Just don't do it
Somebody wrote from Pennsylvania this week saying he hasn't cashed a ticket on a Triple Crown race in five years and was going to look for a less expensive pastime unless I could tell him how to hit the Belmont Stakes.
Here's how to get to a winner.
Don't bet too many race tracks at once. It's like trying to swing two golf clubs at the same time. What do you think this is, bingo? Playing two or more tracks simultaneously suggests you're in it for the action and that you could use some soft-leather chair time at the neighborhood counseling center.
Don't ignore your instinct. If a race looks difficult after two passes over the numbers, relax and let them sort it out on the track. Why play a race that's difficult to handicap unless you have more money than you need. When I see confusing race: I make some picks and don't bet them -- haven't hit one in years.
Don't expect too much service. They're doing you a favor, taking 20 percent off the top and sweeping up overnight. Just prepare well at home and go about your business in a calm and sober manner and don't pop off to track security, which seems to operate on commission.
Don't keep making the same mistakes. If you write down your bets, you'll see cheap favorites losing all over the notebook.
Don't give money back. A high percentage of gamblers, slots to horses, are usually ahead at some point in each individual wagering experience. It can be difficult to quit when you're slightly ahead because of the effort and expense required to get to the casino or track. If you can't quit when you're a little ahead, maybe you and the person who plays three races at once can start a group discussion.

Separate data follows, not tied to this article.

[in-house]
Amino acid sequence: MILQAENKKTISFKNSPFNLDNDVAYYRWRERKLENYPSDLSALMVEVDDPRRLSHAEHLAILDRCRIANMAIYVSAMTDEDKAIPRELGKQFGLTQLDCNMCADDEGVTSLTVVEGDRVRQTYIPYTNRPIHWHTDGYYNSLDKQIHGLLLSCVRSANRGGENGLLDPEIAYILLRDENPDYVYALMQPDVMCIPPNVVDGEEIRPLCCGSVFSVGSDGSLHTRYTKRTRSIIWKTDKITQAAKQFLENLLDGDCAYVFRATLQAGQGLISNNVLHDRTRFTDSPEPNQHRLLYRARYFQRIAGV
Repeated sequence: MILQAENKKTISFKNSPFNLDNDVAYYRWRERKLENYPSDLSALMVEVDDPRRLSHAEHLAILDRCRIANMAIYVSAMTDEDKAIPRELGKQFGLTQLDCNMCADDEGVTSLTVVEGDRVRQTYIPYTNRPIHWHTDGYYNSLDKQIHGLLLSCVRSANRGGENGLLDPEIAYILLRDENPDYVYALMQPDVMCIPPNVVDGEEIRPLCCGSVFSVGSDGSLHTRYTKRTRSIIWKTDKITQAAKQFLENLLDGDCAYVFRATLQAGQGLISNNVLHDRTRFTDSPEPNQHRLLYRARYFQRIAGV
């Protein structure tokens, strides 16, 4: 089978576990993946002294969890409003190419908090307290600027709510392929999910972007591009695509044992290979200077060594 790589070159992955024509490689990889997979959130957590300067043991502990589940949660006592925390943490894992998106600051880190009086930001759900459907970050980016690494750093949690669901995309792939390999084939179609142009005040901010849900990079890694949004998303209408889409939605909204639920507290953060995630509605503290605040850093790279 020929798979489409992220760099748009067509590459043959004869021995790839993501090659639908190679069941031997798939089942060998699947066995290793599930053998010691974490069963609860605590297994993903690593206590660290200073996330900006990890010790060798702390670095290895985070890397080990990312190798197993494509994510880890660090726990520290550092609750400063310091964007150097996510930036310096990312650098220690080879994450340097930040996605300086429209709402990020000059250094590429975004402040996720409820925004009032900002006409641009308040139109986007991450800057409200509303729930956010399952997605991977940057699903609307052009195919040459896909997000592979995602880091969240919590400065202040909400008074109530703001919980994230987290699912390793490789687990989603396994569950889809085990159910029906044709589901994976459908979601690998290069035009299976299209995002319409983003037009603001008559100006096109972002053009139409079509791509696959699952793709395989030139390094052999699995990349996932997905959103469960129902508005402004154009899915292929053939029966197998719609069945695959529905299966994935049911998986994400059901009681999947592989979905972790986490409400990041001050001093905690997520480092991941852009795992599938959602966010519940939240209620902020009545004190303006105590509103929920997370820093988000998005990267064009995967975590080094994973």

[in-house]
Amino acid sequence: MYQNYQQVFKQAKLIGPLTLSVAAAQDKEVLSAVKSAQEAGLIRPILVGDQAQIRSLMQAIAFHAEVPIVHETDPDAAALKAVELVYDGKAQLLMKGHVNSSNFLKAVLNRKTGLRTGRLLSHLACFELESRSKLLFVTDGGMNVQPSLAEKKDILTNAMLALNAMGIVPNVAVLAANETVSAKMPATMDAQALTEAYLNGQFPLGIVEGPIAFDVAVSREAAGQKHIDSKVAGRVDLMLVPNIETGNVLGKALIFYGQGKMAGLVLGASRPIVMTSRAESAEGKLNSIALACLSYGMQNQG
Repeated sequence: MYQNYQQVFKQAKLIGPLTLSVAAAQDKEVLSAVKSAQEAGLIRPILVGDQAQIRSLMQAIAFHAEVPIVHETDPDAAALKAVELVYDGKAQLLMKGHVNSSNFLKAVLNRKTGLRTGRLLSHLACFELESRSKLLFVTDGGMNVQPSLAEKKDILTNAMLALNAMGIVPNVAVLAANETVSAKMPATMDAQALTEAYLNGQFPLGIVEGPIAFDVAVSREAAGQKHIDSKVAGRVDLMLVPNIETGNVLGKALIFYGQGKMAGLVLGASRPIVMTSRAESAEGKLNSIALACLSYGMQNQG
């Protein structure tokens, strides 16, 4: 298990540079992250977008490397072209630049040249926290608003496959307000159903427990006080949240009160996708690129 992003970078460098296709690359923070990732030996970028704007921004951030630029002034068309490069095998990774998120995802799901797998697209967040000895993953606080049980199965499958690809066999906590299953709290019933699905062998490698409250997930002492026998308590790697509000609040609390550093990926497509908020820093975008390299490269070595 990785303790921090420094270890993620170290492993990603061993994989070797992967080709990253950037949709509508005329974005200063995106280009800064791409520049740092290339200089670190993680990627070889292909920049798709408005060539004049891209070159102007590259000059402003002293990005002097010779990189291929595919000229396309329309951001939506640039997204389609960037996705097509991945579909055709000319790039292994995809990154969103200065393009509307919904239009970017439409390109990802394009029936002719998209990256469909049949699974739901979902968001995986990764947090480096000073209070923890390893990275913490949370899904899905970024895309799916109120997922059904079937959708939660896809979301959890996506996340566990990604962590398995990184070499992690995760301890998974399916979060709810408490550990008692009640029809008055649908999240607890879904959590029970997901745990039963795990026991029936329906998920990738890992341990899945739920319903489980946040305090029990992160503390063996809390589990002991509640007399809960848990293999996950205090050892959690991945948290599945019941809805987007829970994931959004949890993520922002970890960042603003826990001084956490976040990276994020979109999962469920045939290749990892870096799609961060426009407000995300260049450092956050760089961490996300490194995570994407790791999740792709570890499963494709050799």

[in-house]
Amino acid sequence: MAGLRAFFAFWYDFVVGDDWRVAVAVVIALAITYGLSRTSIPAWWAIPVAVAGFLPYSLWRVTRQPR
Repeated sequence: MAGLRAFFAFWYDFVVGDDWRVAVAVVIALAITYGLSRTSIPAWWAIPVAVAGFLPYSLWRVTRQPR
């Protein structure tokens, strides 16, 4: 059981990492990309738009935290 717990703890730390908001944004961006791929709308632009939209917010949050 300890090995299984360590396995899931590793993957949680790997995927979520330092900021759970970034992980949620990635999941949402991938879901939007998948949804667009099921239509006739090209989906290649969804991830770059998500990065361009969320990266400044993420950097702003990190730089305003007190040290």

Don't socialize. What do you think this is, fun?
Don't get money from the ATM more than once; second time ATM money is dead money.
Don't get drunk. Drinks at most tracks are expensive, which is their roundabout way of promoting sobriety.
Don't play the obvious unless it can't lose. (Joke.)
Don't rely too much on an expert handicapper's opinion. If you put your name on a public pick, there's a tendency to be overly conservative.
Don't bet on technical, or historical, trends. What do you think this is, the Dow Jones Industrial Average?
Don't bet more than you can afford to win. (Bonus joke.)
Don't bet the outside post position in a quarter horse race. You've heard the expression run to daylight. If you have the outside gate in a 440, daylight is frequently sideways.
Don't taunt, tease, confuse, irritate, debate, anger, question or otherwise interrupt a slot machine player, let them pound it unobstructed.
Don't be a good loser. If you lose $750 when the second favorite runs second by half an inch to beat your 25-1 shot, you should be heard through the facility. Losing gracefully sounds habit-forming.
Do what's left and you should win occasionally.
This one almost sounds like something Deadwood's Al Swearingen would enjoy, a mile and half is like a period piece.
There one of everything in this trail ride, maiden, maiden winners, tenacious allowance grinders, even stakes winners.
The 6-5 very early morning line on Afleet Alex probably won't see the light of the first day before becoming odds-on.
Late runners need not apply.
1. Afleet Alex
Watch the Belmont on NBC this Saturday at 5 p.m. ET
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